Amendments to the Labor Code and New Minimum Monthly Income
During the month of July of the current year, three relevant labor laws have been published in the Official Gazette:
1) Law No. 20,761 that extends the right of feeding children to working fathers and establishes new regulations regarding maternity.
On July 22nd, 2014 the Law No. 20,761 was published in the Official Gazette. This Act introduces amendments to the Labor Code, specifically related to the right to feed children younger than two years of age contemplated in article 206 of the Labor Code. 1
These regulations extend the right of a leave to feed children that previously only working mothers had, to working fathers. Now, in cases where the father and the mother are both working, they will have the right to agree and determine that the father will exercise the statutory feeding right.
Both parents will have to give a written notice to their employers informing of their decision regarding which one of them will exercise the right. A copy of such notice should be sent to the Labor Board.
If at any time the father and the mother decide to change their decision of whom will exercise the right, such change must be communicated to their respective employers with copy to the Labor Board.
The father may also exercise this right when he obtains the sole custody of a minor, when the mother of the minor passed away or when the mother is unable to exercise this right.
Finally, note that the law extends this benefit to the employee to whom the sole custody of a minor has been granted or by the application of a family protective measure. In these cases, the benefit may be also exercised by the spouse of the person holding custody of the minor.
The law is effective as of its publication date.
2) Law No. 20,763 that adjusts the amount of minimum monthly income, the maternal assignment and the family allowances for the periods covered by this law.
On July 18th, 2014, the law that adjusts the minimum monthly income for the periods between July 1st, 2014, until January 1st, 2016 was published in the Official Gazette and became enforceable as of such publication date.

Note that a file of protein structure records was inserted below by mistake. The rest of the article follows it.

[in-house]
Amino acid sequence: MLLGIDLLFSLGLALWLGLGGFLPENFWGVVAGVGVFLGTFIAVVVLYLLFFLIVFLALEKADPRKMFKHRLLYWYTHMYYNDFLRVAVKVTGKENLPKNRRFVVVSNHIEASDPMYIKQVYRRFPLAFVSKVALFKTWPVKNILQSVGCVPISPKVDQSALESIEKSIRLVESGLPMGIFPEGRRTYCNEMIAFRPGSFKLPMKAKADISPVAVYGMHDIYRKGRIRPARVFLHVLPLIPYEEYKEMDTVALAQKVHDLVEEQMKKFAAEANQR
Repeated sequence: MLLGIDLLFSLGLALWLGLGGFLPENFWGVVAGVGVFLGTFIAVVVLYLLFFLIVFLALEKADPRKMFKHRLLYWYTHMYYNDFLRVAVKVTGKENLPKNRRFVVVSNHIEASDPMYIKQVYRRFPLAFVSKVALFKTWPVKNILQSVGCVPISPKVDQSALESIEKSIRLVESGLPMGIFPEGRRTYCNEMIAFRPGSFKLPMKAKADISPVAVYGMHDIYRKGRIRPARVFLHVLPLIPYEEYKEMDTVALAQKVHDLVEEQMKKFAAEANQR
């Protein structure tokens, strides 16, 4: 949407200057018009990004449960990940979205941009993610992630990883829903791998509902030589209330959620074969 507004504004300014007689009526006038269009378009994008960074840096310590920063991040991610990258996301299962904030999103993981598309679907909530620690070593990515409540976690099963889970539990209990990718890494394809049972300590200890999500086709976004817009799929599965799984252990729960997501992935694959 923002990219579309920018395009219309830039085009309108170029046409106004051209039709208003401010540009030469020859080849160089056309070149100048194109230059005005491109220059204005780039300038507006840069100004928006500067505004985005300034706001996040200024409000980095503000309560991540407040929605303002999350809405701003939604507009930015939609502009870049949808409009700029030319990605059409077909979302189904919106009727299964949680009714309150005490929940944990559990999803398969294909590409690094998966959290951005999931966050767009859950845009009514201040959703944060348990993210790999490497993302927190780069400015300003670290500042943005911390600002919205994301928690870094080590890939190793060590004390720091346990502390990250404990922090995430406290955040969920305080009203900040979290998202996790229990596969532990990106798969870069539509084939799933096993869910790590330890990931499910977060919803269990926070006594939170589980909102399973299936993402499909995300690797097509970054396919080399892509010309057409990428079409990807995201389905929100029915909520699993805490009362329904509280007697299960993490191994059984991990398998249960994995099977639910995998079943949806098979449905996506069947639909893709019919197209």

The minimum monthly income for the annual periods included in the law are as follows:
|July 1st, 2014||Ch$225,000|
|July 1st, 2015||Ch$241,000|
|January 1st, 2016||Ch$250,000|
With respect of the employees over the age of 65 and under the age of 18, the minimum monthly income is adjusted as follows:
|July 1st, 2014||Ch$167,968|
|July 1st, 2015||Ch$179,912|
|January 1st, 2016||Ch$186,631|
Finally, the law modified article 1 of law No. 19,987, establishing the new values for the family and maternal allowances.
3) Law No. 20,764 that modifies the Labor Code in matters related to protection of motherhood, fatherhood, family life and establishes a permit in the case of marriage of the employee.
This law was published in the Official Gazette on July 18th, 2014. It substitutes the present name of the Title II of the Labor Code which from now on shall read: “Of the protection of maternity, paternity and family life”.
This law also incorporates a new article 207 bis to the Labor Code establishing the right to a paid leave of five working days additional to the annual holiday (vacations) to every employee that gets married.
This permit must be granted without regard to the amount of time the employee has been rendering services to the employer, and to all employees, even to those that render services from their homes.
The employee may choose when to make use of such benefit, which may take place before or after the wedding.
To make use of this permit, the employee shall inform the employer 30 days in advance and shall submit a wedding certificate issued by the Civil Registry within 30 days as of the celebration of the wedding.
Finally, this law contemplates that the marriage permit that the employer has agreed to before this law, whether individually or collectively, can be “set off” against this statutory permit so that the application of this new law results in no duplication of the benefit.
1 Prior to the amendment, article 206 of the Labor Code contemplated the benefit of right of feeding for working mothers. In such cases, working mothers had the right to dispose of at least one hour a day to feed their children under the age of two.